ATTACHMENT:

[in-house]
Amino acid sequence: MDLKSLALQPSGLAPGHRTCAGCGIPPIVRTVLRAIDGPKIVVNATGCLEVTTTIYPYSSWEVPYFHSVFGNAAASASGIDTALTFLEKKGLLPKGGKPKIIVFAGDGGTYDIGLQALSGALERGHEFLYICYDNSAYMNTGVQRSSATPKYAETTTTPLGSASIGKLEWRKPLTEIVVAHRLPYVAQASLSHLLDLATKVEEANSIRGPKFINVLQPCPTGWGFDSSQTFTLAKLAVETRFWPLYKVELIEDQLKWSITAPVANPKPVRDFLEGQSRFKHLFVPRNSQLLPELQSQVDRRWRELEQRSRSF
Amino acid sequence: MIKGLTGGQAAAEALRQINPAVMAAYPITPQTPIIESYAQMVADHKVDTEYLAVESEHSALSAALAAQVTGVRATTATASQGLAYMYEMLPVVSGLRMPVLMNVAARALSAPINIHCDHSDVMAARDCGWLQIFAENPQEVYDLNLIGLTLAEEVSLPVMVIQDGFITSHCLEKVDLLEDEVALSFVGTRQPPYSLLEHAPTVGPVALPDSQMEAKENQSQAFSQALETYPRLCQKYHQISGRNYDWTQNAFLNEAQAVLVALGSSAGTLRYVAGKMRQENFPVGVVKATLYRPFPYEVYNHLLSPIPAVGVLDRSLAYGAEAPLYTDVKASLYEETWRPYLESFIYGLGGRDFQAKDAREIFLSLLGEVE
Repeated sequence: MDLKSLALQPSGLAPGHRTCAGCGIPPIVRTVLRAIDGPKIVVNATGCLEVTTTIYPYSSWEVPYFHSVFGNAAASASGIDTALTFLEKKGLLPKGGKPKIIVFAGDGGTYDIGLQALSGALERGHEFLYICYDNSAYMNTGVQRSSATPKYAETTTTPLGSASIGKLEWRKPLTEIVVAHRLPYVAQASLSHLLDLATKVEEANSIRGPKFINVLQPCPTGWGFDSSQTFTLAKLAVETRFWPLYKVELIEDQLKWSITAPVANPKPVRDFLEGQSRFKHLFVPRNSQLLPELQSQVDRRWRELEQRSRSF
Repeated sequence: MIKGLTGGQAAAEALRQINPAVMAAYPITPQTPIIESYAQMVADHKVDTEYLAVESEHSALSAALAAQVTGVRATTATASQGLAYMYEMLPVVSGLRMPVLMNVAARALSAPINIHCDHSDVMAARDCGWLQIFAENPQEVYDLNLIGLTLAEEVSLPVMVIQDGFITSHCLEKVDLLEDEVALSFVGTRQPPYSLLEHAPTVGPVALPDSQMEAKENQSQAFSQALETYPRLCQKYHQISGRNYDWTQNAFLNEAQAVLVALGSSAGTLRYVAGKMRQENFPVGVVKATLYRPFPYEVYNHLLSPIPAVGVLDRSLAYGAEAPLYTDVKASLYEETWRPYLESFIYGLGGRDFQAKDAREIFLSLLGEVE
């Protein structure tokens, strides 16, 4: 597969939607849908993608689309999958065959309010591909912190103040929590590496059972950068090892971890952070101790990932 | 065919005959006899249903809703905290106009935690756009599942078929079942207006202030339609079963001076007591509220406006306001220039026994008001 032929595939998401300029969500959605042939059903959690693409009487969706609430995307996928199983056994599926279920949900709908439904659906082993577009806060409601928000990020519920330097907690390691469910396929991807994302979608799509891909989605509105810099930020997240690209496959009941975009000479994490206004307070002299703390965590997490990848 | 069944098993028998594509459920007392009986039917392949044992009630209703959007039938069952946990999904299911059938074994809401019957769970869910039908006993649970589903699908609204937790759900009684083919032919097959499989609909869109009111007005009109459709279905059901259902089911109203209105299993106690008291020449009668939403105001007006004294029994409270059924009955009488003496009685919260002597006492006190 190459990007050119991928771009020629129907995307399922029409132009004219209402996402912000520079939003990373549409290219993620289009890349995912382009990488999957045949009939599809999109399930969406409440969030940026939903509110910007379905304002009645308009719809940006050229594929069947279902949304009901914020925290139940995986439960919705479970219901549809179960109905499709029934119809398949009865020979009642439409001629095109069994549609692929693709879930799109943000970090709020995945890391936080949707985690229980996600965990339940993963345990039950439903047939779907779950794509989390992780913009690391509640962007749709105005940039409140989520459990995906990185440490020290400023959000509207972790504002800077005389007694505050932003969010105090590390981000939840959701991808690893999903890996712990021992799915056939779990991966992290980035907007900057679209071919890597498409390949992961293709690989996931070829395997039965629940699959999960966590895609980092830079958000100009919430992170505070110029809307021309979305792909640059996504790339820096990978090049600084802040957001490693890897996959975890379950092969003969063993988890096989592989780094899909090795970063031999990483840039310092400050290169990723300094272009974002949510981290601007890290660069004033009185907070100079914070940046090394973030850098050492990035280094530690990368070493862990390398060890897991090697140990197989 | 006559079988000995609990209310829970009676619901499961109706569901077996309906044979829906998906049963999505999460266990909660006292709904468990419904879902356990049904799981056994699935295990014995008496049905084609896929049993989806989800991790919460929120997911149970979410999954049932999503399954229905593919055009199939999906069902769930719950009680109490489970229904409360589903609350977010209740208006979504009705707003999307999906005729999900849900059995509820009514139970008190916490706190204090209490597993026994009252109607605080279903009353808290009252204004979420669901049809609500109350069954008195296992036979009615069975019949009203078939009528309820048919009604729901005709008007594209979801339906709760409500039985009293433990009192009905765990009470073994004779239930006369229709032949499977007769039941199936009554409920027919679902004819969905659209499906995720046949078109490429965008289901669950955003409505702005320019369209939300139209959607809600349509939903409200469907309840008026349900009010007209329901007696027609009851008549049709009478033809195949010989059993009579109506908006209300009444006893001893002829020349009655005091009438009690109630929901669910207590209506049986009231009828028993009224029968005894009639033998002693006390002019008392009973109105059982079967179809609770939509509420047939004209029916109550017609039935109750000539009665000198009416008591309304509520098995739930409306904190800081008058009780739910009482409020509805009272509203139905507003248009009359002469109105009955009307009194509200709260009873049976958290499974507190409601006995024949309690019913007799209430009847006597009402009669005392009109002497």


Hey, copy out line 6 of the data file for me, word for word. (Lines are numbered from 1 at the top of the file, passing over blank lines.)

């Protein structure tokens, strides 16, 4: 597969939607849908993608689309999958065959309010591909912190103040929590590496059972950068090892971890952070101790990932 | 065919005959006899249903809703905290106009935690756009599942078929079942207006202030339609079963001076007591509220406006306001220039026994008001 032929595939998401300029969500959605042939059903959690693409009487969706609430995307996928199983056994599926279920949900709908439904659906082993577009806060409601928000990020519920330097907690390691469910396929991807994302979608799509891909989605509105810099930020997240690209496959009941975009000479994490206004307070002299703390965590997490990848 | 069944098993028998594509459920007392009986039917392949044992009630209703959007039938069952946990999904299911059938074994809401019957769970869910039908006993649970589903699908609204937790759900009684083919032919097959499989609909869109009111007005009109459709279905059901259902089911109203209105299993106690008291020449009668939403105001007006004294029994409270059924009955009488003496009685919260002597006492006190 190459990007050119991928771009020629129907995307399922029409132009004219209402996402912000520079939003990373549409290219993620289009890349995912382009990488999957045949009939599809999109399930969406409440969030940026939903509110910007379905304002009645308009719809940006050229594929069947279902949304009901914020925290139940995986439960919705479970219901549809179960109905499709029934119809398949009865020979009642439409001629095109069994549609692929693709879930799109943000970090709020995945890391936080949707985690229980996600965990339940993963345990039950439903047939779907779950794509989390992780913009690391509640962007749709105005940039409140989520459990995906990185440490020290400023959000509207972790504002800077005389007694505050932003969010105090590390981000939840959701991808690893999903890996712990021992799915056939779990991966992290980035907007900057679209071919890597498409390949992961293709690989996931070829395997039965629940699959999960966590895609980092830079958000100009919430992170505070110029809307021309979305792909640059996504790339820096990978090049600084802040957001490693890897996959975890379950092969003969063993988890096989592989780094899909090795970063031999990483840039310092400050290169990723300094272009974002949510981290601007890290660069004033009185907070100079914070940046090394973030850098050492990035280094530690990368070493862990390398060890897991090697140990197989 | 006559079988000995609990209310829970009676619901499961109706569901077996309906044979829906998906049963999505999460266990909660006292709904468990419904879902356990049904799981056994699935295990014995008496049905084609896929049993989806989800991790919460929120997911149970979410999954049932999503399954229905593919055009199939999906069902769930719950009680109490489970229904409360589903609350977010209740208006979504009705707003999307999906005729999900849900059995509820009514139970008190916490706190204090209490597993026994009252109607605080279903009353808290009252204004979420669901049809609500109350069954008195296992036979009615069975019949009203078939009528309820048919009604729901005709008007594209979801339906709760409500039985009293433990009192009905765990009470073994004779239930006369229709032949499977007769039941199936009554409920027919679902004819969905659209499906995720046949078109490429965008289901669950955003409505702005320019369209939300139209959607809600349509939903409200469907309840008026349900009010007209329901007696027609009851008549049709009478033809195949010989059993009579109506908006209300009444006893001893002829020349009655005091009438009690109630929901669910207590209506049986009231009828028993009224029968005894009639033998002693006390002019008392009973109105059982079967179809609770939509509420047939004209029916109550017609039935109750000539009665000198009416008591309304509520098995739930409306904190800081008058009780739910009482409020509805009272509203139905507003248009009359002469109105009955009307009194509200709260009873049976958290499974507190409601006995024949309690019913007799209430009847006597009402009669005392009109002497």